A couple of months ago I was invited to speak to the kickoff event of a great project at Churubusco Middle School. Each and every 8th grade student would be creating a business plan. Is that cool or what?
They teamed up in groups of 4, had a very detailed model to follow, were coached by 2 great teachers, Jennifer Galloway and Vanessa Wyss.
Two weekends ago I went back to Churubusco to see the final results and talk to some of the students about their achievements. I’ll tell you readers what I’ve been telling everyone since then. Instead of “school projects”, I saw some products that could be selling right now on their own websites or at marketplaces like Etsy.
First, there was Julia Folland’s team, the first one I saw when I walked in the door. They created a pen and pencil holder that velcros to a belt loop. What a great idea. Simple, useful for a student – the target market was clear. Extensible – I couldn’t help think that by downsizing it just a little, they’ve got a cell phone carrier. I saw the fabrics they had chosen and immediately thought “etsy.com”.
CrazyHeads made a headband that you could customize by buying and then snapping in a variety of decorations. Great idea. Hello, etsy.com.
Check out Alec Nash’s team’s product, the Arm Pillow, a pillow with a sleeve. Perfect for curling up on the floor in front of the TV (Alec wasn’t shy about demoing the product) – or just grabbing a nap. I can see this selling now (and can remember being that guy on the floor watching TV when I was young).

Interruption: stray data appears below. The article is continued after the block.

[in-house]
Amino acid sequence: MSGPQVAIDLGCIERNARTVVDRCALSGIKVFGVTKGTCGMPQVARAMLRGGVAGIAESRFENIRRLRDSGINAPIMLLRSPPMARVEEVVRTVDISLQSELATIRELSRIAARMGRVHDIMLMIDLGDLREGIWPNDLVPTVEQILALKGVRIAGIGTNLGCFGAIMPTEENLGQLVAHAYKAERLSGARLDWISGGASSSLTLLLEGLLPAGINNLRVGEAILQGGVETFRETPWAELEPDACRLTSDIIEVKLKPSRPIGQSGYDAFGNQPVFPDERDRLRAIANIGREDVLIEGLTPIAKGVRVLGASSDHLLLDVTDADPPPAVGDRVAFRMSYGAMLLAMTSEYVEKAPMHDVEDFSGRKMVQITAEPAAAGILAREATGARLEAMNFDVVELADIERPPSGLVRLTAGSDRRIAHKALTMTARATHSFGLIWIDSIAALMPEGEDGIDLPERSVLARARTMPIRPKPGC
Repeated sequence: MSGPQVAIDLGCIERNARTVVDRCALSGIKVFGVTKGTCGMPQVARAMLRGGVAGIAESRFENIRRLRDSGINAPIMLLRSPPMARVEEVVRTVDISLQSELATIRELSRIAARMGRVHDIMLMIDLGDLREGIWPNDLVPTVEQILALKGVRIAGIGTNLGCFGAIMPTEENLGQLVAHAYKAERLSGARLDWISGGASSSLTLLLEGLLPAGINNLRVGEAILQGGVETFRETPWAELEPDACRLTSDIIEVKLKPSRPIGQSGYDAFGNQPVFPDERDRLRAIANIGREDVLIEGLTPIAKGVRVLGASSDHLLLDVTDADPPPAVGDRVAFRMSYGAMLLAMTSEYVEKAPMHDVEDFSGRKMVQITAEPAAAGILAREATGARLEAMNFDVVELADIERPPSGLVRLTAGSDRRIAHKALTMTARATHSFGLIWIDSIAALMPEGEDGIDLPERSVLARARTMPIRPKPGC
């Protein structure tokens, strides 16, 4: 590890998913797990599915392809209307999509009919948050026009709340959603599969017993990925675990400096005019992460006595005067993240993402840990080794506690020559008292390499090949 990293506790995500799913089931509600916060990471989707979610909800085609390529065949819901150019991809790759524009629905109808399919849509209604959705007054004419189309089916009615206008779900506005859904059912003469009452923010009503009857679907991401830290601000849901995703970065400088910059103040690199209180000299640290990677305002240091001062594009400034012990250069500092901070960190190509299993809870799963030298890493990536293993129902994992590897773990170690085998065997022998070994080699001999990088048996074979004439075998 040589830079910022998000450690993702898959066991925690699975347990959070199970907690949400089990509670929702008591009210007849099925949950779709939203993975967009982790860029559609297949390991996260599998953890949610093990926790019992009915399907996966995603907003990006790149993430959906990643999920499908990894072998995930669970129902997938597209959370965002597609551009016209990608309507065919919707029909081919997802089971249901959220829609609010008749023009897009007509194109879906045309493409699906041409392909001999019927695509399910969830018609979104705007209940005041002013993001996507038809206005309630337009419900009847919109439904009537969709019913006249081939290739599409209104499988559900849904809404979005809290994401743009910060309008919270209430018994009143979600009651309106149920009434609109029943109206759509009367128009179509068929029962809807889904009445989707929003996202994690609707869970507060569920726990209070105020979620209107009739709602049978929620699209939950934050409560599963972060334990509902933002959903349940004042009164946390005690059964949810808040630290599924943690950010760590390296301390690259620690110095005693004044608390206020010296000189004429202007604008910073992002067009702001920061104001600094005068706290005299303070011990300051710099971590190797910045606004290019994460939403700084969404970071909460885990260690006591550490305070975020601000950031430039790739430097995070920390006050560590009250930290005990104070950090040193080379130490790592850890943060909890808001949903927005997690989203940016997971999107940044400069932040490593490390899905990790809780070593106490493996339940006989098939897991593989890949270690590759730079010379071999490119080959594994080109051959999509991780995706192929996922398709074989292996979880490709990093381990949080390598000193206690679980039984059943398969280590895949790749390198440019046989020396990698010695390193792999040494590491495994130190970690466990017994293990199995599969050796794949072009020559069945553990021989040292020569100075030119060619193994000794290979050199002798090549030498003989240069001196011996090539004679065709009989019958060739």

Up until now, I had seen products that could be sold (today!) on etsy.com. Next came a group that had an entirely different market for their creative product.
Donovan Geiger, Cody Reister, and their team made a product to solve a problem that millions of people experience every day. You leave the grocery store carrying several bags by those handles that bite into your hands whenever the bags have a little weight (and they always have a little weight). Their team created a carrier that comfortably fits your hand.
This last product I’d like to bring to the attention of my pencil aficionado friend, Andy Welfle, and to all of the engineers in the room. Alta Kensill and Tristan Creech (and team) created a pencil dispenser.
It works like the straw dispensers you see at restaurants, but with a different mechanical mechanism. Pencils sit in the hopper, and when you twirl a dowel with a pencil-length notch cut in it, one falls into the notch and, voila, out comes a fresh pencil.
So, congrats to a pair of great teachers. They stuck their necks out a bit to propose an ambitious program, and then they hit a huge home run. Now the entire 8th grade class at Churubusco has been infected with the entrepreneurship bug.
Way to go Jennifer and Vanessa!